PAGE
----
That's how I understood it..."a visible sign of an inward grace" (at least that's how baptism is always presented in my denomination). Never thought to articulate the Lord's supper that way,necessarily.


I believe God can use various things, people and situations to get our attention and speak to us...but I've always considered that to simply be God leading us, and not some extra "grace" administered through something around us.

So...while in a different context, I'd say baptism and the Lord's supper are the sacraments, given the phrasing of your poll and subsequent question, I'd have to go with #1--I don't believe in sacraments; God gives us His grace directly.

I've never considered it in this context, but I think 1 Tim 2:5 might even apply--"There is but one mediator between God and man, the man Christ Jesus." If you have Christ, nothing else is necessary to "access" God or His grace, and "things" have no place in that relationship.


Blessings,
Lisa R.
Re: Sacraments [message #528295 is a reply to message #528284 ] Mon, 27 April 2009 10:33 Go to previous messageGo to next message
Carrie L  is currently offline Carrie L
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I'm with Kate. I don't get it. I don't think I even heard of sacraments until about 7 years ago when we started attending a different church. (I've been saved for 29 years) It all sounds mystical and rather bizarre to me. I wonder if I just haven't heard an accurate definition from someone who believes in sacraments. Confused I voted #1.


Carrie

Only three things are necessary to make life happy: the blessing of God, books, and a friend.
Re: Sacraments [message #528468 is a reply to message #528221 ] Mon, 27 April 2009 20:15 Go to previous messageGo to next message
Elizabby  is currently offline Elizabby
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Sorry, I obviously haven't explained it well.

In the context of this book "grace" is not "salvation/justification/etc" but is talking more about God's personal revelation, or drawing closer to God. Maybe God's "empowerment" would be a better term? It is not about becoming "more saved" or anything like that. The assumption is that the people who are doing/seeking God are already saved.

So the thesis of the book is that for those who are already saved (that is not at issue) God can use earthly things as a means to teach us more about Himself, God can speak to us and draw us closer to Himself through specific practices, God can use communion or the Bible or whatever to help us experience God or God's revelation. So "grace" isn't about favour or favours from God, or salvation, but about God's own essence and revelation.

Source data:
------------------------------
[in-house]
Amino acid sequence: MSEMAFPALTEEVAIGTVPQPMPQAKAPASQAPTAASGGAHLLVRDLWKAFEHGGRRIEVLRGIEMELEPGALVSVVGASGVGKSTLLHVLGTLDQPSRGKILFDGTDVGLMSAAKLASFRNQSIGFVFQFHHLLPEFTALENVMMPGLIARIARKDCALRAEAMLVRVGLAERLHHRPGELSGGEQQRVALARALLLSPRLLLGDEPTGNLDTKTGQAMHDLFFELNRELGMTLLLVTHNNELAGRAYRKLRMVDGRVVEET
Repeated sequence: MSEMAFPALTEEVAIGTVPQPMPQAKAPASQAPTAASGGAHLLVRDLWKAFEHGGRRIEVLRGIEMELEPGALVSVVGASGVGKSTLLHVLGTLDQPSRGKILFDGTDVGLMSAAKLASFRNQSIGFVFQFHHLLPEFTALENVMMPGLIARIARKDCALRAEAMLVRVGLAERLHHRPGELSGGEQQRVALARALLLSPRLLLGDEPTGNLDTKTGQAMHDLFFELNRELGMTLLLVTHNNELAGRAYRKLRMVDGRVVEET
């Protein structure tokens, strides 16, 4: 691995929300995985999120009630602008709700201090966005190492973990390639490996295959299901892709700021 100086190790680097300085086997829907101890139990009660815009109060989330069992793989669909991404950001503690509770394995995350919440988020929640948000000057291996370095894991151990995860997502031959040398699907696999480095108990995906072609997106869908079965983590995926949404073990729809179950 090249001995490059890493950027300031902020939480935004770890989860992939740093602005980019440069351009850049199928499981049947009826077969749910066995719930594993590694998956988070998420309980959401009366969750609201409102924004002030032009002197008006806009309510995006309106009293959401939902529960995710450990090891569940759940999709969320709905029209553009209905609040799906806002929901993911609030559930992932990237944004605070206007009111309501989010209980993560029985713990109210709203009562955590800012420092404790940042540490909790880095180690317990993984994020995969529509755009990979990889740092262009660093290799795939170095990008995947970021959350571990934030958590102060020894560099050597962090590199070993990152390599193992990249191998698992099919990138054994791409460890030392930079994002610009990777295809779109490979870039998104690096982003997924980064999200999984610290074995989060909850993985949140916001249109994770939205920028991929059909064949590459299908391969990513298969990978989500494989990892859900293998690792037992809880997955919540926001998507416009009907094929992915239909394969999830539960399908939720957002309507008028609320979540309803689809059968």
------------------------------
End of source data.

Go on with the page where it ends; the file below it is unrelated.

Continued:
Maybe about ways of "listening" for what God has to teach/show us? I've certainly had times where God seemed to be speaking more clearly to me than at other times - that kind of "close encounter".

Argh! The author of the book expresses it much better...


Your sister in Christ,

Elizabby

Evie is six, Zoe is four, and Benji is two!

Not online as much these days, contact me through email or my blog if you want to talk to me!
Re: Sacraments [message #528814 is a reply to message #528468 ] Tue, 28 April 2009 22:15 Go to previous messageGo to next message
Michelle, IL  is currently offline Michelle, IL
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elizabby wrote on Mon, 27 April 2009 19:15

Sorry, I obviously haven't explained it well.

In the context of this book "grace" is not "salvation/justification/etc" but is talking more about God's personal revelation, or drawing closer to God. Maybe God's "empowerment" would be a better term? It is not about becoming "more saved" or anything like that. The assumption is that the people who are doing/seeking God are already saved.

So the thesis of the book is that for those who are already saved (that is not at issue) God can use earthly things as a means to teach us more about Himself, God can speak to us and draw us closer to Himself through specific practices, God can use communion or the Bible or whatever to help us experience God or God's revelation. So "grace" isn't about favour or favours from God, or salvation, but about God's own essence and revelation.

Maybe about ways of "listening" for what God has to teach/show us? I've certainly had times where God seemed to be speaking more clearly to me than at other times - that kind of "close encounter".

Argh! The author of the book expresses it much better...




Yes God can use the Bible to "reveal" Himself to us, if by "using the Bible" you mean that through reading and studying the Word of God that God reveals Himself to us; but if you mean that we can use A Bible as an object or any other object to get closer to God then I would say, "No". The Lord's Supper was given to us as a remembrance of Him and a showing forth of His death to the world. Baptism and communion were initiated and commanded by the Lord, not as ways to satisfy the participant, but to represent the sacrifice and redemption of Christ. We have access to God through Christ.

Quote:

Hbr 10:19-20 Having therefore, brethren, boldness to enter into the holiest by the blood of Jesus, By a new and living way, which he hath consecrated for us, through the veil, that is to say, his flesh;


Quote:

Eph 2:17-18 And came and preached peace to you which were afar off, and to them that were nigh. For through him we both have access by one Spirit unto the Father.


We come to God through Christ. Scriptures tell us to "walk by faith not by sight". We are not to walk by sight or touch of things/practices. Looking for/initiating an experience can cause one to happen, but it doesn't mean anyone is closer to God. Seeking experiences through things/practices is man-oriented not God-oriented.